There is a guiding principle for the use of extremists to enforce imperialism today. It is based on a division of labour. A small group of religious fanatics, take the Saudis and their like, can be cheaply bought. Then by arming them to the teeth and granting them every conceivable immunity it is possible to continue the exhaustive exploitation of the country and its population. Truly pious fanatics are only interested in enough money to satisfy their immediate passions. Therefore they have no interest in “economic affairs”. This was especially true when the British and US oil cartel installed the house of Saud to rule the populations wandering about the massive oil fields. In return for fanatical religious tyranny (and loads of cash for a tiny family), the entire Arabian peninsula was surrendered to Aramco. In the case of Iran, Britain got control over all the oil by arming a dictator who pretended to be a monarch. The US continued this legacy by usurping Iran’s democratic aspirations. Carter and Reagan secretly supported the reactionary Islamic clerics in 1979 as a means of preventing– or so they thought — a resurgent nationalist movement with the fall of the Shah. (Sometimes plans do not work perfectly.)

At the same time Carter — at least the people who actually ran his administration — started the wave of fanatical reactionary Islam in Afghanistan — to crush a secular regime there and indirectly attack the Soviet Union. This campaign continues unabated. The Anglo-American elite, together with their vassals and the settler-colonial regime in Palestine, have been using the tried and true tradition of religious fanaticism to promote their own religion: fanatical capitalism. One cannot function without the other because they are in essence two sides of the same historical coin.

Since threat manufacture is the main function of the mass media — even on the so-called Left — even those who write for the progressive (no one can say the “c” or “s” words) has to maintain the illusion that these Islamic fundamentalists or Islamicists or Al Queda or ISIS or whatever name happens to be fashionable, are anything but the force they are: mercenaries and missionaries for capitalist fanaticism, the global extremism that everyone has been forced to accept as universal since 1989. The media gives us pseudonyms to disguise the lies and to help us lie to ourselves.

It would take too long to cite all the supposedly well-meaning articles that try to tell us that the threat to Syria is a somehow uncontrollable “Frankenstein” or even an independent force which we must all oppose. Of course, people who work in the well-paid or otherwise privileged elements of the digital and analogue propaganda machines would at least suffer professionally if they called things by their right names. Others avoid stating the obvious because they are simply too ignorant or uninformed to write or say more than what everyone else is writing and saying. Truth be told, if you read the “liberal press” every day it does soften your brain– if only because to speak differently would make you very odd at most parties.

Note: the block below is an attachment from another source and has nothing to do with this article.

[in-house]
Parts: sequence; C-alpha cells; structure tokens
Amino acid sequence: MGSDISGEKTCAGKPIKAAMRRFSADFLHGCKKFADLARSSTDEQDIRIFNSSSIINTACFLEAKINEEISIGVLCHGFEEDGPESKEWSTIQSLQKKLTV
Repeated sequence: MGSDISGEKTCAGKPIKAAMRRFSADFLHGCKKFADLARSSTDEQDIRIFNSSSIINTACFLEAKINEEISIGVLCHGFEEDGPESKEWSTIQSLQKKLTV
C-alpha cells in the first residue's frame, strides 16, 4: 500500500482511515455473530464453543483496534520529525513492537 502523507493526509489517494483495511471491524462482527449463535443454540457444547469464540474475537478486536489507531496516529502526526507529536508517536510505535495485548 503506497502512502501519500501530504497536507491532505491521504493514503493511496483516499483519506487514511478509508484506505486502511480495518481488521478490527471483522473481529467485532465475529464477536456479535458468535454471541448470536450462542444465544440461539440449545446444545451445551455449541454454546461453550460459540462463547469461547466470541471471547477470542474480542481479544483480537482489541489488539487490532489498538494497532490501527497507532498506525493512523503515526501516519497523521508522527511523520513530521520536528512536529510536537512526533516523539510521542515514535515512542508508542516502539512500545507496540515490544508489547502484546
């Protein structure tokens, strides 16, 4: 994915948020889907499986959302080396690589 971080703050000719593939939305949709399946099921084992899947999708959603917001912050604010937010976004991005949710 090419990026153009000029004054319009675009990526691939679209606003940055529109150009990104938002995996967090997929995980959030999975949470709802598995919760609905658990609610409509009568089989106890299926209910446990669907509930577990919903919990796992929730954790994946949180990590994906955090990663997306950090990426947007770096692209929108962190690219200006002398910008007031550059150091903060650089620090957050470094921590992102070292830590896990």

Many years ago I watched a film that was considered at the time slightly pornographic, Last Tango in Paris (1972). In this film an older man and a young woman meet regularly in an empty flat for sex. In fact, the sex is often quite rough– which was probably why it had an adult rating at the time. In Bertolucci’s film the man, Paul, is played by Marlon Brando. Maria Schneider plays Jeanne. The two meet regularly and anything is allowed except to ask the names. That is to say they meet anonymously. One day the rule is broken and the names said. The next time they meet Jeanne comes with her father’s revolver and kills Paul.

What is the moral of the story? Paul and Jeanne lived those hours in that Paris flat and anything was possible, except identification. When Jeanne learned that the man with whom she had had sex so often, often even painfully, had a name and she could name this man, everything else that she had experienced became nameable. The choice became clear: continue to suffer or destroy that which was causing the suffering. It was no longer possible to simply walk away.

This is the situation in which we find ourselves when we follow the continuous circular complaints of our current condition. (Alliteration intended.) As long as those we allow to describe our world and the supposed reality in which we live to anonymise the facts, to suppress the identities at the root of the violence being done in the name of this universal fanatical religion — capitalism — with its current fanatical manifestations in the imperial mercenary armies of Africa and the Middle East– we will be held in awe, held unable to contemplate action. By action I do not presume to know what the best course is. I do not know if there is enough protest to stop things — but we haven’t protested enough. I do not know if things are so difficult that we have to cower before the almighty military and economic war machine, euphemistically called the 1%.

However, I am sure that as long as names are not named, we will not get to the root of the problem that threatens us more than CO2 or greenhouse gas. Given the gravity of the real threat — the threat of this fanatical “economic religion” and its masked mercenaries — it seems clear to me that the refusal to name names is not accidental.

Dr T.P. Wilkinson writes, teaches History and English, directs theatre and coaches cricket between the cradles of Heine and Saramago. He is author of Unbecoming American: A War Memoir and also Church Clothes, Land, Mission and the End of Apartheid in South Africa. Read other articles by T.P..